A mother-of-two will be enjoying a very special Champagne toast on Christmas Day with the donor who saved her life.
Ever since receiving a stem cell transplant in May, 2015, Nicky Turkoz has exchanged poignant anonymous cards and letters with the stranger who donated her bone marrow.
But it was only a few months ago, that the 53-year-old finally met her ‘heroine’ – healthcare assistant Annette Hamson. They’ve now had two face-to-face meetings and speak every day.
And on Christmas Day at 3pm, the two women with the remarkable bond, have arranged to FaceTime each other – and toast their newfound friendship.
Now Nicky, from Bournemouth, Dorset, has released the touching notes the pair sent to each other, that were simply signed off ‘your donor’ and ‘recipient’.
‘Last Christmas was a very sad lonely time for me,’ Nicky wrote on December 25, 2015.
‘Thanks to you this Christmas is going to be fun-filled and happy. I will be able to celebrate with my family, doing the things I planned to do.’
Her donor, who regularly wrote back, responded: ‘There’s no need to thank me, it was a pleasure donating.’
Chemotherapy was started urgently
Just three years ago, in December 2014, Nicky, who has two children, Meltem, 26, and Zeynep, 22, was fighting for life, after being diagnosed with acute myeloid leukaemia – cancer of the blood cells.
‘I was struggling with my regular gym class, but I’d just turned 50 and I thought it was part of getting older,’ she explained.
‘I had an appointment with the doctor, just to be safe, and he recommended a blood test.
‘They had an appointment for the next day, so I went back for that and then went home to put my Christmas tree up and didn’t think much about it.’
Single mother Nicky – currently a full-time carer for her father – pulled the tree down from the attic with Meltem, when the phone rang.
‘It was the doctor, telling me that the blood tests showed I was very anaemic,’ she continued. ‘They wanted me to go to hospital. I said I’d just finish getting the tree sorted, but they told me that I needed to go now, so we just had to drop everything.’
Admitted to the Royal Bournemouth Hospital on December 10, medics then gave her the shock diagnosis.
She said: ‘I was relieved that they knew what it was, but I don’t think I really understood what would happen. It all happened so fast from there.’
Nicky was admitted to hospital and told she would start chemotherapy two days later.
An in-patient for more than a month, she was in hospital over Christmas and New Year.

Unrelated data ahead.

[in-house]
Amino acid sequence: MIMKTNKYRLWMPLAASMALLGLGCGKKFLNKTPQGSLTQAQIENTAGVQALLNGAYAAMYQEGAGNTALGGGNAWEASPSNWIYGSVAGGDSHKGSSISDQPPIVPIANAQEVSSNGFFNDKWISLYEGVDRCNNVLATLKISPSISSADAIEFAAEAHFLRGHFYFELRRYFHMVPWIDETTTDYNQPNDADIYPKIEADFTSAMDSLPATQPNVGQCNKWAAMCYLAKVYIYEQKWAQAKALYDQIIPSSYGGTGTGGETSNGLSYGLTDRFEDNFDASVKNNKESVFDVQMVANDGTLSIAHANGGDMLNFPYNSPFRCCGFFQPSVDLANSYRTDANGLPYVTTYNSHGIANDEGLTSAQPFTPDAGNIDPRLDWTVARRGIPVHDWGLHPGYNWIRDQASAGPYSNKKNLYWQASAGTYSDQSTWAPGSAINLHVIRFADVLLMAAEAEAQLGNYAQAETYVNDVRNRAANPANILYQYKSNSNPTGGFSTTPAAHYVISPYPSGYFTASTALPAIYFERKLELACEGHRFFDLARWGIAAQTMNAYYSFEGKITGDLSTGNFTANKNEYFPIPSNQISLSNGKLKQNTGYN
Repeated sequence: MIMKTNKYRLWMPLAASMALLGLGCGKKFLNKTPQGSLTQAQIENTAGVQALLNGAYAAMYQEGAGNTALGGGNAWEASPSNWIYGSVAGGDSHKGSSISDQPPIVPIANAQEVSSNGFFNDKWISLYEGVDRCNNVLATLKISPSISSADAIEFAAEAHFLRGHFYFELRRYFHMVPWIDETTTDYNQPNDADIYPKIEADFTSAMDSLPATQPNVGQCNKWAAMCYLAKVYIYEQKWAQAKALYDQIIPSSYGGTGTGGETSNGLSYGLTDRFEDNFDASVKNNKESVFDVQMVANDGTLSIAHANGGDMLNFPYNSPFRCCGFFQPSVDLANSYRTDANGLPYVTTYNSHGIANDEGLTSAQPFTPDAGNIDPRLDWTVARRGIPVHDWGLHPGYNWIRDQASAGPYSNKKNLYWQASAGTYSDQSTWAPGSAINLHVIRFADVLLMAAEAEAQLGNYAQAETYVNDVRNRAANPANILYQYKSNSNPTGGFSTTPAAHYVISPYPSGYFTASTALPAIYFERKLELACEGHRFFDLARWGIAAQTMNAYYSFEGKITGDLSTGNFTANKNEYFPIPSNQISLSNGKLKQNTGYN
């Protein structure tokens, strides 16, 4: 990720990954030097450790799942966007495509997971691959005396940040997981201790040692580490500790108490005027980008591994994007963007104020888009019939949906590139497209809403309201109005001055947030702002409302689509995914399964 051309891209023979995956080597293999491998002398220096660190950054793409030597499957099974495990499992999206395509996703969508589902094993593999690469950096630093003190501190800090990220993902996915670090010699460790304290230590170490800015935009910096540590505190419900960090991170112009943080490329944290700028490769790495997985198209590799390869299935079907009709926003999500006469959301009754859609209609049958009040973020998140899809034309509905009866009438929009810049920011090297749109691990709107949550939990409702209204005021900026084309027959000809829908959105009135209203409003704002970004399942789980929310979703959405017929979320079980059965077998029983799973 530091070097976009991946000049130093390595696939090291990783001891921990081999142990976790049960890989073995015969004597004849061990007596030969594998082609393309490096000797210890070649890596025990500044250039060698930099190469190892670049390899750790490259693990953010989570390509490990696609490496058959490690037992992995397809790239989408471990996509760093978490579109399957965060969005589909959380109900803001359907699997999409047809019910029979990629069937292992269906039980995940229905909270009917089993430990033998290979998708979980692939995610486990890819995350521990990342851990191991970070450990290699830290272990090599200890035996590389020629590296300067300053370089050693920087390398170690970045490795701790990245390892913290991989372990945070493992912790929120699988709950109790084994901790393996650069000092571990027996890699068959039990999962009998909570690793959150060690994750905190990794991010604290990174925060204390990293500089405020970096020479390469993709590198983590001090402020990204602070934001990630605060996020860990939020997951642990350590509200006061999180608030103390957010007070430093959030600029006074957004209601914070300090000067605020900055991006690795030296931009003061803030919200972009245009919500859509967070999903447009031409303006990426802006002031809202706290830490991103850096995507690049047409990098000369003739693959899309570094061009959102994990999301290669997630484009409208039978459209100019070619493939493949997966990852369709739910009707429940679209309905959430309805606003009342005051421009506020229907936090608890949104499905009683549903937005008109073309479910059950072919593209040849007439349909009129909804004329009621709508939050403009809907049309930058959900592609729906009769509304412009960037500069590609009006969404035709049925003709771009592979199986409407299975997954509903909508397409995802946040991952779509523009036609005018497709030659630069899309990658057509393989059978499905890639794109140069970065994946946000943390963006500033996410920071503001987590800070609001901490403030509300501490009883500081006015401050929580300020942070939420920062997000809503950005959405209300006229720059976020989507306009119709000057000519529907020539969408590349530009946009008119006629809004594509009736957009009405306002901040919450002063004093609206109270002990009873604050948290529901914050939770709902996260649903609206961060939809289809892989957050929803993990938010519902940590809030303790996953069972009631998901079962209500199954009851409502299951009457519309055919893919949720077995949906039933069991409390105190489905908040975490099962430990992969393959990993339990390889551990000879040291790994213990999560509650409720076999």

‘It was really hard, but my girls visited me every day,’ said Nicky. ‘My youngest daughter, Zeynep, was working in Lanzarote as a holiday rep, but she came home for a year to be with me.’
Donor had signed up decades ago and forgot about it
Although the treatment was successful, doctors told Nicky that she was at very high risk of relapse without a stem cell donor – a procedure in which cells from the bone marrow are harvested to help the body produce healthy blood cells again.
Keen to stay healthy, Nicky was delighted when, within weeks, doctors found a suitable match.
At the time, neither donor nor recipient knew anything more than scant details about each other, but it has now been revealed that Annette, 49, from Northampton, was the woman who saved Nicky’s life.
Nicky, with her daughters, on the day she received her stem cell transplant
A card from Annette to Nicky in which she says ‘Hopefully one day we can meet up and have a big hug’
The mother-of-two is pictured receiving her stem cell transplant in May 2015
WHAT IS ACUTE PROMYELOCYTIC LEUKAEMIA?
Leukaemia is cancer of the white blood cells. Acute leukaemia means the condition progresses rapidly and aggressively, requiring immediate treatment.
Acute promyelocytic leukaemia (APML) is a rare form of the Acute Myeloid Leukaemia (AML), the form of the disease which affects the myeloid cells.
APML accounts for around 10-15 per cent of all cases of AML.
The myleloid cells perform a number of different functions, such as fighting bacterial infections, defending the body against parasites and preventing the spread of tissue damage.
In APML a change in a specific chromosome leads to a changes in white blood cells called Promyelocyte cells, which means they do not progress to maturity.
This leads to a bleeding disorder due to abnormal clotting.
The symptoms include pale skin, tiredness, breathlessness, frequent infections, and unusual and frequent bleeding, such as bleeding gums or nosebleeds.
The main treatment for AML is chemotherapy, which is used to kill as many leukaemia cells in your body as possible and reduce the risk of the condition coming back (relapsing).
In some cases, intensive chemotherapy and radiotherapy may be needed, in combination with a bone marrow or stem cell transplant, to achieve a cure.
Studies have shown that people with acute promyeloid leukaemia (APML), around 85 per cent will live for at least five years with treatment.
Source: NHS Choices